46: Monday, June 23 vs Mariners
Ladies and gentlemen, as we welcome in the Seattle Mariners, who have come a long way to play at Shea Stadium, we would like to pay tribute of sorts to those who got here from not so far away. As you know, Mets is short for Metropolitan Baseball Club of New York, a team founded to appeal to baseball fans all over the Metropolitan area.
Therefore, tonight we want to recognize several Mets players who grew up in these parts and eventually achieved a dream: Become a New York Metropolitan and play in front of the home folks right here at Shea.
Representing Connecticut, he was a high school phenom in Waterbury and a well-loved Met during his three seasons at Shea in the mid-1990s. Please welcome back Rico Brogna.
Representing New Jersey, he was born in Glen Ridge and starred at Parsippany Hills High School. He was respected throughout baseball as one of the best pinch-hitters and good guys in the game, say hi to Joe Orsulak.
Representing Westchester, from Mount Vernon, he goes down as one of the best players ever developed by the Mets, even if he went on to ply most of his trade in other uniforms. We’re glad he’s here with us tonight, give a warm hand to Ken Singleton.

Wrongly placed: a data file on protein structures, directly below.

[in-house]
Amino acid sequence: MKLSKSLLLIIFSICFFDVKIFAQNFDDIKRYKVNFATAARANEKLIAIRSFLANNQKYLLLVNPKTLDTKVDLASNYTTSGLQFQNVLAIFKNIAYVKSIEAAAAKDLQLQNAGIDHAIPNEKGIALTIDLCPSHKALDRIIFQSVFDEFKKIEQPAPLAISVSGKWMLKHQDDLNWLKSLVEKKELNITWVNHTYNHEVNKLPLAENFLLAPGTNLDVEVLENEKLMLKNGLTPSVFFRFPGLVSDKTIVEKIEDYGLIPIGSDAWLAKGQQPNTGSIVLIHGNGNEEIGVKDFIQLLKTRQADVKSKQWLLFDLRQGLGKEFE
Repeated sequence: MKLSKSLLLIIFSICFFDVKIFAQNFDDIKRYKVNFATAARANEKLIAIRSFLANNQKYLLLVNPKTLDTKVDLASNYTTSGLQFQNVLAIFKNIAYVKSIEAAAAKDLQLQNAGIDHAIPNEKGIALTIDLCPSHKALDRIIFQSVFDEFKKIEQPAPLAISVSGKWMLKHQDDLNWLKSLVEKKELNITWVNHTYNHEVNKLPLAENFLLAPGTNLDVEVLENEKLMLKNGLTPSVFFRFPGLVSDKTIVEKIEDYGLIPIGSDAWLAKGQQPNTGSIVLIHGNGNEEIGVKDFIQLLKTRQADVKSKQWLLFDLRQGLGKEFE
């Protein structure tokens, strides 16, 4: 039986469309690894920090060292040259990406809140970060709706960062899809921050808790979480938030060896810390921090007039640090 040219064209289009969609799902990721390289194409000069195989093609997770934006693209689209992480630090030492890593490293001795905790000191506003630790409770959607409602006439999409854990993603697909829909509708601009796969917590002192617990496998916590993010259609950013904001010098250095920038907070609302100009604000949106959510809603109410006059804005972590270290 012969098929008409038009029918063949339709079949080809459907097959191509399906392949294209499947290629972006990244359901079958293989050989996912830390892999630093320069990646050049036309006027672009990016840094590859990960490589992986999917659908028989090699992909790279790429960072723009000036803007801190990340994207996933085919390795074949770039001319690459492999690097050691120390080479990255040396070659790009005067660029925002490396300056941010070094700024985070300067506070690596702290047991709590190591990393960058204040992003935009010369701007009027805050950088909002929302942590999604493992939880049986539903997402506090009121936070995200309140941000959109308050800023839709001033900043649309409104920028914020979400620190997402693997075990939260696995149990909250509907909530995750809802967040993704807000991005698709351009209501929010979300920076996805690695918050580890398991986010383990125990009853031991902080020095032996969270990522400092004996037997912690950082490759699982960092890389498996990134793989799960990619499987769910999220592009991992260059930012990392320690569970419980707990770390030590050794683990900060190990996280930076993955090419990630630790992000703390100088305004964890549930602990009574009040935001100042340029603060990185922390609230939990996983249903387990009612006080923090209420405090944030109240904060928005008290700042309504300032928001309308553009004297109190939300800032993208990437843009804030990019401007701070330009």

Representing Long Island, out of Oak Beach, the man whose cap simply would not stay on his head. How about tipping your cap to the pride of Connetquot High School, John Pacella?
Representing Brooklyn, home to many great Mets not to mention a pretty good single-A team, we brought back a talented lefty who made a real mark during his four seasons in a Mets uniform. Let’s say hello to Pete Falcone.
Representing Queens, a schoolboy star from Bayside, he played for the Mets in the ’60s, in the ’70s and came back for more in the ’80s. The author of some memorable hits and great glovework around first base, welcome Mike Jorgensen.
And to lead our Metropolitan players up the right field line to take down number 46, we have someone who got to know Shea Stadium like no other player growing up. He didn’t only pitch here, he sold hot dogs here. Nobody could be more local than the Flushing Flash himself. Representing not only the neighborhood, but everyone who ever vended a frankfurter on behalf of Harry M. Stevens or Aramark at Shea, ladies and gentlemen, Ed Glynn.
45: Tuesday, June 24 vs Mariners
Ladies and gentlemen, given the edifice that’s steadily rising where much of Shea Stadium’s parking lot used to be, it’s no wonder we have urged you to take public transportation to every game. The irony that Shea was built with as much parking as it was, reflecting a time when the car was undeniably king without consequences, is not lost on Mets management. Today we are all more conscious of the need to conserve precious resources, which is why Citi Field will be a green facility  and we’re not talking only about the outfield grass.